Food Values Research Group convener Professor Rachel Ankeny recently contributed to the Australian Council of Learned Academies (ACOLA) report Australia’s Agricultural Future. The report was co-authored by a multi-disciplinary team of scholars from across the physical and social sciences, acknowledging the complex nature of questions concerning the future of agriculture in Australia.
The report recognised that while Australian agriculture is presented with opportunities for growth in both export and domestic markets, it is also facing increasing environmental, social, and economic pressures. In order to harness opportunities, these barriers must be considered “in the context of complex social and political issues around rural and regional Australia.”
While the agricultural sector shares many needs with other industries – a skilled workforce, high-quality infrastructure, improved technologies and communications, and access to financing – it also faces distinctive challenges. The report states: “Agriculture does face unique challenges due to the special status of food, our relationship to the land, and agriculture’s importance for the prosperity for rural and regional Australia.” Expert working group chair Dr Joanne Daly PSM FTSE further observed that agriculture has a special place due to our deep connection with food, but there are increasingly higher expectations from the broader society.
In a speech at the launch of the report, Australia’s Chief Scientist Professor Ian Chubb AC noted, “it would be wrong to think that we can have a line in the budget for Agricultural Research, and consider the future of farming secure. We need research in many disciplines, as well as cross-disciplinary teams combining knowledge in entirely new ways.” The co-authors agree strongly that the issues associated with Australia’s agricultural future clearly require multiple methods and approaches.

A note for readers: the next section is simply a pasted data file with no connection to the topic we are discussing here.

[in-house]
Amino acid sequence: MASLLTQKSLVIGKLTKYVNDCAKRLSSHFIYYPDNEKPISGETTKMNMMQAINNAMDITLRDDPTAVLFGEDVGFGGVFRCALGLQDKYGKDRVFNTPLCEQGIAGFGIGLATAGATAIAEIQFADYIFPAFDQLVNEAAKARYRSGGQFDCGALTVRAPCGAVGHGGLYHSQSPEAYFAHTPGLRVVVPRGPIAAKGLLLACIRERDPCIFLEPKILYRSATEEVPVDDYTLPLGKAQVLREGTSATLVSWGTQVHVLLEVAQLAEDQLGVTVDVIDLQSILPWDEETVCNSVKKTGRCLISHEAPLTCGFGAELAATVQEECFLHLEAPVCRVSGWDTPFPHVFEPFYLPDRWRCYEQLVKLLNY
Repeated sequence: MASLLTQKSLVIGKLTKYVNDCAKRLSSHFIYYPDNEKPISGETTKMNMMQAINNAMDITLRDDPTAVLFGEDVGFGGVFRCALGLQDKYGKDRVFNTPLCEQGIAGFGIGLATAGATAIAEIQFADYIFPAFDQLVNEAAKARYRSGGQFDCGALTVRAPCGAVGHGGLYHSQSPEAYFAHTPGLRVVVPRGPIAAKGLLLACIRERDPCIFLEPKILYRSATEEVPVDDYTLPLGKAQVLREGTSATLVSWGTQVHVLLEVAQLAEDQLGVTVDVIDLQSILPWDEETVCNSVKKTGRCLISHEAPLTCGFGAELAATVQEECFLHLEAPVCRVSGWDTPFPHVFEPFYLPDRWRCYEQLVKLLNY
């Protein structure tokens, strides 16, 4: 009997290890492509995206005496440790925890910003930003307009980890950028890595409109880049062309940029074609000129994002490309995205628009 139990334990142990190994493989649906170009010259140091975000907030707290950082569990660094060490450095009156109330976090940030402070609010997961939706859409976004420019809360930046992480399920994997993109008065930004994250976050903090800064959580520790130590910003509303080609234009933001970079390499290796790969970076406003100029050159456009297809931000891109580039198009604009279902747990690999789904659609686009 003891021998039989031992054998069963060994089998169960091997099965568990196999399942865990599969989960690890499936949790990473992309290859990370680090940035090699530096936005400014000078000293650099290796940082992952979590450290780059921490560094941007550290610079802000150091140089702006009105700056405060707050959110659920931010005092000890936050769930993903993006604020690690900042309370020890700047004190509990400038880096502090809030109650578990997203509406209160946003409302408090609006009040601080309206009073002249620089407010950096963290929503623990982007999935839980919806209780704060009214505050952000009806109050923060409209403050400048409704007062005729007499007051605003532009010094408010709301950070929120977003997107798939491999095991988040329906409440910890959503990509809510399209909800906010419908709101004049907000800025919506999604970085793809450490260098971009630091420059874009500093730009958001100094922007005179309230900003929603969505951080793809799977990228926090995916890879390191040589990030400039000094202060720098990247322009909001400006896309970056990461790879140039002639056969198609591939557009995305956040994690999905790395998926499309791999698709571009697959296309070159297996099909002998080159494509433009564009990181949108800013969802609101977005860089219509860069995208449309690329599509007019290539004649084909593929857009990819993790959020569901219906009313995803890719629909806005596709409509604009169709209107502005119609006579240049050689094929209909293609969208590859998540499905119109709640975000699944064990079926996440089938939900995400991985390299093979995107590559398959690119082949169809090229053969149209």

But a successful agricultural future for Australia is not about research alone. It also requires public engagement with and support of our food and fibre industries. As Professor Chubb observed, “it relies on an informed community: able to have an intelligent conversation, with the benefit of evidence that we interpret with understanding.”
The report indicates that demand is likely to increase for Australian agricultural products, and the potential for the industry to meet this demand is largely positive. However it is important to recognise the growing number of social, economic, and environmental stressors facing Australian agriculture. The report therefore recommends, among other things, that “Australia needs to address the erosion of its ‘social licence to operate’ in the agricultural and food sectors.” To address this important issue, “there is a need for a shared, positive vision and narrative for agriculture in Australia.”
In her recent commentary on the Federal Government’s Science and Research Priorities, published in The Conversation, Rachel underscored the importance of social science research to secure the future of agriculture in Australia. “Agricultural communities face challenges to their resilience, in part due to threats to their ‘social license to operate'”, Rachel observed. “Sectors of the public are increasingly anxious about contemporary agricultural practices and their potential impacts on health, animal welfare and the environment.”
Rachel further observed, “the call to develop production capacity requires scrutiny not just as a technical problem, but in its broader socio-cultural context.”
Professor Kym Anderson AC from the University of Adelaide’s Global Food Studies group was also a co-author of the report, contributing economic perspectives on the future of agriculture in Australia.